Justifiable Quotes (3 quotes)
I do not see any reason to assume that the heuristic significance of the principle of general relativity is restricted to gravitation and that the rest of physics can be dealt with separately on the basis of special relativity, with the hope that later on the whole may be fitted consistently into a general relativistic scheme. I do not think that such an attitude, although historically understandable, can be objectively justified. The comparative smallness of what we know today as gravitational effects is not a conclusive reason for ignoring the principle of general relativity in theoretical investigations of a fundamental character. In other words, I do not believe that it is justifiable to ask: What would physics look like without gravitation?
If you were going to risk all that, not just risk the hardship and the pain but risk your life. Put everything on line for a dream, for something that’s worth nothing, that can’t be proved to anybody. You just have the transient moment on a summit and when you come back down to the valley it goes. It is actually a completely illogical thing to do. It is not justifiable by any rational terms. That’s probably why you do it.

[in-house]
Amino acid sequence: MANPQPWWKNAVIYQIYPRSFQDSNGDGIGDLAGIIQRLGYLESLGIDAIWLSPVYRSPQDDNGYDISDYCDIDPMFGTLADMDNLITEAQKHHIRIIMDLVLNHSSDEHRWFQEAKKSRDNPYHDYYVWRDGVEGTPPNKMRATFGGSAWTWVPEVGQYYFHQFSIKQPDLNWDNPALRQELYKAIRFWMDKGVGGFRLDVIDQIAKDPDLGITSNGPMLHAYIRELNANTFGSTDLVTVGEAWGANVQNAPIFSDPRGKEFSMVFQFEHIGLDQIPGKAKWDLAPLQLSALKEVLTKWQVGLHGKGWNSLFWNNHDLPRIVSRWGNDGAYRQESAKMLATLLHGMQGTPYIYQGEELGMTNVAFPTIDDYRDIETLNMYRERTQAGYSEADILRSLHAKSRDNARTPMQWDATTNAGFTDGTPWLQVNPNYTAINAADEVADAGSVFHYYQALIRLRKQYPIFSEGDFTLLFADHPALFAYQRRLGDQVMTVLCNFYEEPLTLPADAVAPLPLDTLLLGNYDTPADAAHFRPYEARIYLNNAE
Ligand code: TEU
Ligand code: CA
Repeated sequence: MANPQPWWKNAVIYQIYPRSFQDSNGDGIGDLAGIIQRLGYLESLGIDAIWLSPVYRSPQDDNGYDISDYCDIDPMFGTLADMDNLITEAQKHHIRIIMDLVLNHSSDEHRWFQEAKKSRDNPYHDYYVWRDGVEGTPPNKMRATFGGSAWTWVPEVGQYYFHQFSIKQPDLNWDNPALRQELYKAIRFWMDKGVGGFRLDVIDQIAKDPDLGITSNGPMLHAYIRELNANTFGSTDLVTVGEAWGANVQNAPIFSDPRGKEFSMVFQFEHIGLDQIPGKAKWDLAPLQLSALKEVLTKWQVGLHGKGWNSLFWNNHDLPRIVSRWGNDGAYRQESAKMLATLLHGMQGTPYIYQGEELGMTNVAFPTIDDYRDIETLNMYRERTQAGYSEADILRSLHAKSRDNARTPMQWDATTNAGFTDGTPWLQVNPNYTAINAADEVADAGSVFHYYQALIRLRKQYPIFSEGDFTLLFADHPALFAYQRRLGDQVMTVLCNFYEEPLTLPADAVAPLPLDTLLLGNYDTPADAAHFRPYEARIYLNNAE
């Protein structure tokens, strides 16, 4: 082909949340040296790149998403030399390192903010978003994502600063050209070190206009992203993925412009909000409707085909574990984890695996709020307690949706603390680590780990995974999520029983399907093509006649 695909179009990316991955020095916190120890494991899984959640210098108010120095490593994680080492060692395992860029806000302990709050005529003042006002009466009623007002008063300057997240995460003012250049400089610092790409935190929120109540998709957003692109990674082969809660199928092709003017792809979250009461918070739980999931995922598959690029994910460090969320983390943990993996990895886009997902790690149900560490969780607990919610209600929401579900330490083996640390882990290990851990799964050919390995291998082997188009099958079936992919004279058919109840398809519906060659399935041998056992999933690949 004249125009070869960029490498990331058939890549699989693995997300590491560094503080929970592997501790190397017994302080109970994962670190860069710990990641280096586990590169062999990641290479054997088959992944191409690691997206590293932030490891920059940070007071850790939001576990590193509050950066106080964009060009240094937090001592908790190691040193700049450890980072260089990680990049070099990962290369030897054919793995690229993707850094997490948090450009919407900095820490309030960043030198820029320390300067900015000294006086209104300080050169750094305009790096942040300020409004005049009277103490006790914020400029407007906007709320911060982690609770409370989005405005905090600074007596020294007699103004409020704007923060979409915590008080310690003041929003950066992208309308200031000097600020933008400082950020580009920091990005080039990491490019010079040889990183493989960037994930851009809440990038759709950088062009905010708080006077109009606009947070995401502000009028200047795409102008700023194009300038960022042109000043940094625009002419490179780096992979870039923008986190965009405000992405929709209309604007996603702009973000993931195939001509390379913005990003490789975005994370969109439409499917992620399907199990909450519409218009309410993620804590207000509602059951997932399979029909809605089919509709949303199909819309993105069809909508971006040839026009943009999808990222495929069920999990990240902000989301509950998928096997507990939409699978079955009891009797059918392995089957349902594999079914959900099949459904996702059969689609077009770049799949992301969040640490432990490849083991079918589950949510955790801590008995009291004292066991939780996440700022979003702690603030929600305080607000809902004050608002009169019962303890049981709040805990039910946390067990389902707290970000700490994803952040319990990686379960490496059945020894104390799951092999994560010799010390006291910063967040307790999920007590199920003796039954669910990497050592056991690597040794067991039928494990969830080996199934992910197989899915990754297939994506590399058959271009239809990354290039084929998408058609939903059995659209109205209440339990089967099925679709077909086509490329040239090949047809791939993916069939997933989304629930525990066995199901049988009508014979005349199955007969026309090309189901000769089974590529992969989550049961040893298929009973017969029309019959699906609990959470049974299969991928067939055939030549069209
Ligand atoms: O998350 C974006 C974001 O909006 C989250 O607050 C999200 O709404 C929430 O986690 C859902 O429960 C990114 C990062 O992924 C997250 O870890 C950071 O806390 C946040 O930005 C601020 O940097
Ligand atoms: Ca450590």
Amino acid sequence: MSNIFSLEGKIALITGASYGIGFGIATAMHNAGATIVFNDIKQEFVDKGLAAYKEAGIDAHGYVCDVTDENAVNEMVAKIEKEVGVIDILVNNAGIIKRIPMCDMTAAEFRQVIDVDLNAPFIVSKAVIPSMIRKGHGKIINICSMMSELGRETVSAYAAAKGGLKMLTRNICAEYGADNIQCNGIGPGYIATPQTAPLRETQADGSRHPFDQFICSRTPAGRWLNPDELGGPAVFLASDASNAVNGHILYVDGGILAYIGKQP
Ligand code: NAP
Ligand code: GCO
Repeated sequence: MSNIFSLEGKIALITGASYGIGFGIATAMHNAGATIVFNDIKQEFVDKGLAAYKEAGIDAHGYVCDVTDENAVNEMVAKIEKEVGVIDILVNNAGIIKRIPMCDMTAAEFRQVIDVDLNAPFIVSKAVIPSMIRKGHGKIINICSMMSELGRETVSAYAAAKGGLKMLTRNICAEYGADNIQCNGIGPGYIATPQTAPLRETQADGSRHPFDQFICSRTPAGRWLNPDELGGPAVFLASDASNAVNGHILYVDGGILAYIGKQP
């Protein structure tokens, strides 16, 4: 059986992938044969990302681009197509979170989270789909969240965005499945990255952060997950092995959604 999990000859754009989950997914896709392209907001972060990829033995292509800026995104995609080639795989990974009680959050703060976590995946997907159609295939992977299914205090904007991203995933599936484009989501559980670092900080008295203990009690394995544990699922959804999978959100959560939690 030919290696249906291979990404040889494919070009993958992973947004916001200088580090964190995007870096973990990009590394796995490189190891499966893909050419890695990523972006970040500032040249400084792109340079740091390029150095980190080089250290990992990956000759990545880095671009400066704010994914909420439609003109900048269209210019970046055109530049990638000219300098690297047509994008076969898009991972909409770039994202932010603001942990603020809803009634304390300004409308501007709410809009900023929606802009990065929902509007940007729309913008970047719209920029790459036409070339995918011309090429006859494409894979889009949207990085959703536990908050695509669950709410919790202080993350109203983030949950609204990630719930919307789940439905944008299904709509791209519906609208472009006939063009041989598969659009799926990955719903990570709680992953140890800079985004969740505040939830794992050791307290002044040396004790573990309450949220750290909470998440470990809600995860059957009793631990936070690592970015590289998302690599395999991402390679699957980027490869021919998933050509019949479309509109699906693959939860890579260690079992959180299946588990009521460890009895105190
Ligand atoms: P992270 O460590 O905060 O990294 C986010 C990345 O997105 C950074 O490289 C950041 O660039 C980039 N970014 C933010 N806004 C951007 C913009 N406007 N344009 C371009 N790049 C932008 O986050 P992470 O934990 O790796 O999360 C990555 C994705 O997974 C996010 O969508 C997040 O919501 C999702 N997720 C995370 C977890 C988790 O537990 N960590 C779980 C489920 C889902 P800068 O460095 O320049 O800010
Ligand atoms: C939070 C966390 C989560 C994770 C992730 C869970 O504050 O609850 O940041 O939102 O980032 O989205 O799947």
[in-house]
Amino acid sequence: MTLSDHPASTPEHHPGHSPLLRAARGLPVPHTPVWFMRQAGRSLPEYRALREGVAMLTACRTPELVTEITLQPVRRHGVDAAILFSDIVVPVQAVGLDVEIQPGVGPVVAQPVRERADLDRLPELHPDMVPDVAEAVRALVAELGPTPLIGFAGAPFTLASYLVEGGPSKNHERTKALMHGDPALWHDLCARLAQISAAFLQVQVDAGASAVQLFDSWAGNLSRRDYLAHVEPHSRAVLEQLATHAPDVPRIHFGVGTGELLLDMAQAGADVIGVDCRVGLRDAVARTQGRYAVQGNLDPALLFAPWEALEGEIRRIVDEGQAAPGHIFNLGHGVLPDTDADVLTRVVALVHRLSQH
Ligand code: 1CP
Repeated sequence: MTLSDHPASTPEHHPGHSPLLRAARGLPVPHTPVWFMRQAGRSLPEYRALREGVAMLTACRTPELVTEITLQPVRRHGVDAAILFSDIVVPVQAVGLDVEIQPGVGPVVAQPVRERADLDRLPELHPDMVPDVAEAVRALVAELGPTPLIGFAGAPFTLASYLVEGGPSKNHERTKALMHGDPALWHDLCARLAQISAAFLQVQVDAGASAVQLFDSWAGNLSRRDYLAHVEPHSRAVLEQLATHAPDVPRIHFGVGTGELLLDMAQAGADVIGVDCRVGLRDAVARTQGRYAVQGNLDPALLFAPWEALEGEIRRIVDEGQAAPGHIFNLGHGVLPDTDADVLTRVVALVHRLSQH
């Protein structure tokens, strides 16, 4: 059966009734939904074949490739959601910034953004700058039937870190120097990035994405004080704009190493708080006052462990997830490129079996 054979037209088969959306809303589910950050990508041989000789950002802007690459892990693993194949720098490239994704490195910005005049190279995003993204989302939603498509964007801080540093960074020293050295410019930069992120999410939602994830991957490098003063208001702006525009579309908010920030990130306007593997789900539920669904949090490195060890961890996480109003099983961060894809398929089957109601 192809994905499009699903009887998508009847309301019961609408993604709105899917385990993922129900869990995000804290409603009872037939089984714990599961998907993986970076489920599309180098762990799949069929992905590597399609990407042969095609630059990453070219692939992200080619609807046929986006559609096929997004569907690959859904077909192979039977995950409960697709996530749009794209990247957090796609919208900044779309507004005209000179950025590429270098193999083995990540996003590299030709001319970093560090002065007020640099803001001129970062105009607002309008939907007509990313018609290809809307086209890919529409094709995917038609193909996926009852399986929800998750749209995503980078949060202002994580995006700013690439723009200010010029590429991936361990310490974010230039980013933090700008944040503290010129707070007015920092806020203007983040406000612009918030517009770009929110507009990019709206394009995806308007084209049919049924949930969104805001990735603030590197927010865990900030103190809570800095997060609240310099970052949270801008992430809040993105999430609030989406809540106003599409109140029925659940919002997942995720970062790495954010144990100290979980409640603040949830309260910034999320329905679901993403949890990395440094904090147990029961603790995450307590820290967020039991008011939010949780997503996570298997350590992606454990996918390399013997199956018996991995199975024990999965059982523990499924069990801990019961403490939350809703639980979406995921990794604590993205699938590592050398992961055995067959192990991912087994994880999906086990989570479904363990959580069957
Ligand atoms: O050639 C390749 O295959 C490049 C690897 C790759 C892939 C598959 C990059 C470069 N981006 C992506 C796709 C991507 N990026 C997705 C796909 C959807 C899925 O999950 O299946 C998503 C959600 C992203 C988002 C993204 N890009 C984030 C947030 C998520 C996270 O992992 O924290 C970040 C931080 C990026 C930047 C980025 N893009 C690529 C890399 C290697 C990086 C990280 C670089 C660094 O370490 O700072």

To illustrate the apparent contrast between statistics and truth … may I quote a remark I once overheard: “There are three kinds of lies: white lies, which are justifiable; common lies—these have no justification; and statistics.” Our meaning is similar when we say: “Anything can be proved by figures”; or, modifying a well-known quotation from Goethe, with numbers “all men may contend their charming systems to defend.”